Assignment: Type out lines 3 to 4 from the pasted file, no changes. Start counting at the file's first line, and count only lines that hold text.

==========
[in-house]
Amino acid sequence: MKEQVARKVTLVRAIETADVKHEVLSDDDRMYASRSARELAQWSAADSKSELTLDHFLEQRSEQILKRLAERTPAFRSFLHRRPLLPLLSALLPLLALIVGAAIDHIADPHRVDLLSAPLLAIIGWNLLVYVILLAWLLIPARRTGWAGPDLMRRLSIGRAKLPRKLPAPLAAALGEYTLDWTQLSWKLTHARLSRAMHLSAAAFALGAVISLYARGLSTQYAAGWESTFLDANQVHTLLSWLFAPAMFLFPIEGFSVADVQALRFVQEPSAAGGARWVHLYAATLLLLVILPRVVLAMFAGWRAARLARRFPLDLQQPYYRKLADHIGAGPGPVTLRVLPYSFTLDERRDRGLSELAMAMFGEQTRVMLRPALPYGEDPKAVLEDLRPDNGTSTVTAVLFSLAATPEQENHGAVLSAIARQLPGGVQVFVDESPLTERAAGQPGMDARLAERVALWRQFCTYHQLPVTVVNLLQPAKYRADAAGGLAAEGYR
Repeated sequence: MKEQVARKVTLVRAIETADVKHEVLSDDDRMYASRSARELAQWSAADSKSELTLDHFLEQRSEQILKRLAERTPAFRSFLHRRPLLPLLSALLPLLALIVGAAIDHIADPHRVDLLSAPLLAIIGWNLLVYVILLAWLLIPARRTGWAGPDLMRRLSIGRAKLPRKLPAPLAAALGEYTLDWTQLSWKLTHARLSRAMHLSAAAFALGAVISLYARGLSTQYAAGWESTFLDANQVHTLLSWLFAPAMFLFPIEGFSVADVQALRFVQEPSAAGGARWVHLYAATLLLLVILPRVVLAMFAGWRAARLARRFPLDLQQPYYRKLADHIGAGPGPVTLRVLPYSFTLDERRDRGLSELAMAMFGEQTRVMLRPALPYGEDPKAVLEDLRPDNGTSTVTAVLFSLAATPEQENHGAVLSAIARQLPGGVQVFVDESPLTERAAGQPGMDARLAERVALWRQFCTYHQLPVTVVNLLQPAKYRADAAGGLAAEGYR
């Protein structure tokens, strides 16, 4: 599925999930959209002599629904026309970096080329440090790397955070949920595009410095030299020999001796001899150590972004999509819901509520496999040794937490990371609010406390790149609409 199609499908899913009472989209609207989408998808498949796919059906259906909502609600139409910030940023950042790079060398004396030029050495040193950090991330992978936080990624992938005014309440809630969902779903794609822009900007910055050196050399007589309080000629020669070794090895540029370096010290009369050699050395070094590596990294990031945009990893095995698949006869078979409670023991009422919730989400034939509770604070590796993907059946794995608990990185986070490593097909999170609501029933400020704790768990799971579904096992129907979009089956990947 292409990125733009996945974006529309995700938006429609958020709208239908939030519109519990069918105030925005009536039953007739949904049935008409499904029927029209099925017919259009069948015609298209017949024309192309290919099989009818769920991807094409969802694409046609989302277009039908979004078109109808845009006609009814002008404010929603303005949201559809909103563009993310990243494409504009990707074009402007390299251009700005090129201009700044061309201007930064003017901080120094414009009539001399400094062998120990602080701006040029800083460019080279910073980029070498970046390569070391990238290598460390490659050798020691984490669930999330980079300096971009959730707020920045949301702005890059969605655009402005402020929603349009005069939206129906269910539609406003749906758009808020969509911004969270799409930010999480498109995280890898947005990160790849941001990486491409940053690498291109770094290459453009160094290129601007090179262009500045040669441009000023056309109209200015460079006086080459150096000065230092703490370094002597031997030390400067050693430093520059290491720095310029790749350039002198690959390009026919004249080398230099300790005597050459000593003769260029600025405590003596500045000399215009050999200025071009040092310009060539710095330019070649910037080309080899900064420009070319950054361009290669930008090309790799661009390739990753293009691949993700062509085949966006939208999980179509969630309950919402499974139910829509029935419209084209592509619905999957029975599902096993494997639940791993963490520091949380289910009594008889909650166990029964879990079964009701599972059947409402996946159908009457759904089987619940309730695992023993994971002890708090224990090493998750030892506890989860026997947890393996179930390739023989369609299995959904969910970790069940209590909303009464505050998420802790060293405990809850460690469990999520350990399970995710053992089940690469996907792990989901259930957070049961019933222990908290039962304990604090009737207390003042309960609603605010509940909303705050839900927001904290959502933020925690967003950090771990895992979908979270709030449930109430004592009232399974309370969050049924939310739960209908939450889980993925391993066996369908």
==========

Repeated sequence: MKEQVARKVTLVRAIETADVKHEVLSDDDRMYASRSARELAQWSAADSKSELTLDHFLEQRSEQILKRLAERTPAFRSFLHRRPLLPLLSALLPLLALIVGAAIDHIADPHRVDLLSAPLLAIIGWNLLVYVILLAWLLIPARRTGWAGPDLMRRLSIGRAKLPRKLPAPLAAALGEYTLDWTQLSWKLTHARLSRAMHLSAAAFALGAVISLYARGLSTQYAAGWESTFLDANQVHTLLSWLFAPAMFLFPIEGFSVADVQALRFVQEPSAAGGARWVHLYAATLLLLVILPRVVLAMFAGWRAARLARRFPLDLQQPYYRKLADHIGAGPGPVTLRVLPYSFTLDERRDRGLSELAMAMFGEQTRVMLRPALPYGEDPKAVLEDLRPDNGTSTVTAVLFSLAATPEQENHGAVLSAIARQLPGGVQVFVDESPLTERAAGQPGMDARLAERVALWRQFCTYHQLPVTVVNLLQPAKYRADAAGGLAAEGYR
């Protein structure tokens, strides 16, 4: 599925999930959209002599629904026309970096080329440090790397955070949920595009410095030299020999001796001899150590972004999509819901509520496999040794937490990371609010406390790149609409 199609499908899913009472989209609207989408998808498949796919059906259906909502609600139409910030940023950042790079060398004396030029050495040193950090991330992978936080990624992938005014309440809630969902779903794609822009900007910055050196050399007589309080000629020669070794090895540029370096010290009369050699050395070094590596990294990031945009990893095995698949006869078979409670023991009422919730989400034939509770604070590796993907059946794995608990990185986070490593097909999170609501029933400020704790768990799971579904096992129907979009089956990947 292409990125733009996945974006529309995700938006429609958020709208239908939030519109519990069918105030925005009536039953007739949904049935008409499904029927029209099925017919259009069948015609298209017949024309192309290919099989009818769920991807094409969802694409046609989302277009039908979004078109109808845009006609009814002008404010929603303005949201559809909103563009993310990243494409504009990707074009402007390299251009700005090129201009700044061309201007930064003017901080120094414009009539001399400094062998120990602080701006040029800083460019080279910073980029070498970046390569070391990238290598460390490659050798020691984490669930999330980079300096971009959730707020920045949301702005890059969605655009402005402020929603349009005069939206129906269910539609406003749906758009808020969509911004969270799409930010999480498109995280890898947005990160790849941001990486491409940053690498291109770094290459453009160094290129601007090179262009500045040669441009000023056309109209200015460079006086080459150096000065230092703490370094002597031997030390400067050693430093520059290491720095310029790749350039002198690959390009026919004249080398230099300790005597050459000593003769260029600025405590003596500045000399215009050999200025071009040092310009060539710095330019070649910037080309080899900064420009070319950054361009290669930008090309790799661009390739990753293009691949993700062509085949966006939208999980179509969630309950919402499974139910829509029935419209084209592509619905999957029975599902096993494997639940791993963490520091949380289910009594008889909650166990029964879990079964009701599972059947409402996946159908009457759904089987619940309730695992023993994971002890708090224990090493998750030892506890989860026997947890393996179930390739023989369609299995959904969910970790069940209590909303009464505050998420802790060293405990809850460690469990999520350990399970995710053992089940690469996907792990989901259930957070049961019933222990908290039962304990604090009737207390003042309960609603605010509940909303705050839900927001904290959502933020925690967003950090771990895992979908979270709030449930109430004592009232399974309370969050049924939310739960209908939450889980993925391993066996369908």